During the inquiry, CEO of Community Council for Australia David Crosbie said the review of ACL was an important doorway to harmonisation.

“The ACL can easily be clarified and amended to ensure charities are required to meet a clear set of consumer-focused expectations and requirements in all their fundraising activities. We do not need seven sets of onerous and ineffective regulations.”

However he said: “CCA understands that the main barrier to achieving reform is not a lack of a policy solution or even state reluctance to let go of their regulatory role, the problem appears to be that key ministers and policy makers could not be bothered because it is not considered a significant issue.”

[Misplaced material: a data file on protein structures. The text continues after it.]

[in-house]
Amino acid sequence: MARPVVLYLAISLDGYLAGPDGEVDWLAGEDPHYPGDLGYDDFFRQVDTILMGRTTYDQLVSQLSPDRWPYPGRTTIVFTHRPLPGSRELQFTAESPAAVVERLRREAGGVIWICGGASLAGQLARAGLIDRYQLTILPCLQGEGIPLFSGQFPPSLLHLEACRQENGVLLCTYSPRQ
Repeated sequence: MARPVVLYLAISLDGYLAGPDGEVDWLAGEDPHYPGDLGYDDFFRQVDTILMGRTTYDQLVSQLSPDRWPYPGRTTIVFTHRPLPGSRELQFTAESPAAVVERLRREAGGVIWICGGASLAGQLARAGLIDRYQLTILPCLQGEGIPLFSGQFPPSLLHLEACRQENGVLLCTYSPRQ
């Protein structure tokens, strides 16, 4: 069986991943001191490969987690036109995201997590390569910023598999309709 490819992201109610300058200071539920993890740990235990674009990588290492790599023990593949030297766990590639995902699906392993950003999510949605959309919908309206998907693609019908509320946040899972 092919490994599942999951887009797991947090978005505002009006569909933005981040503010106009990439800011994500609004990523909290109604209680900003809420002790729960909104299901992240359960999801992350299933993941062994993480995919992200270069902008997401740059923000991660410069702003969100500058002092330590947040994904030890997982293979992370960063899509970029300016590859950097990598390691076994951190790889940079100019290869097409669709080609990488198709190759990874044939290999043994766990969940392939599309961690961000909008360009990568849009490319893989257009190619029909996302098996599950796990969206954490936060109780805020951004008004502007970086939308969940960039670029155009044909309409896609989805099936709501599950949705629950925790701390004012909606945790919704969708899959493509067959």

“It seems that while cutting red tape for business is essential, cutting red tape for charities is not.”

The current state of fundraising regulation in Australia has also been described by a coalition of Not for Profit peak bodies as inconsistent, fragmented, outdated and rarely enforced and in need of urgent major reform.

The sector’s concern led to the national #fixfundraising campaign.

Director not-for-profit law at Justice Connect Sue Woodward said: “Our campaign argues that with the seven different state and territory laws, any charities that aspire to collect Australia-wide, or even small groups using the internet to raise funds, must abide by a minefield of rules and regulations that add millions of dollars in unnecessary cost to the not-for-profit sector.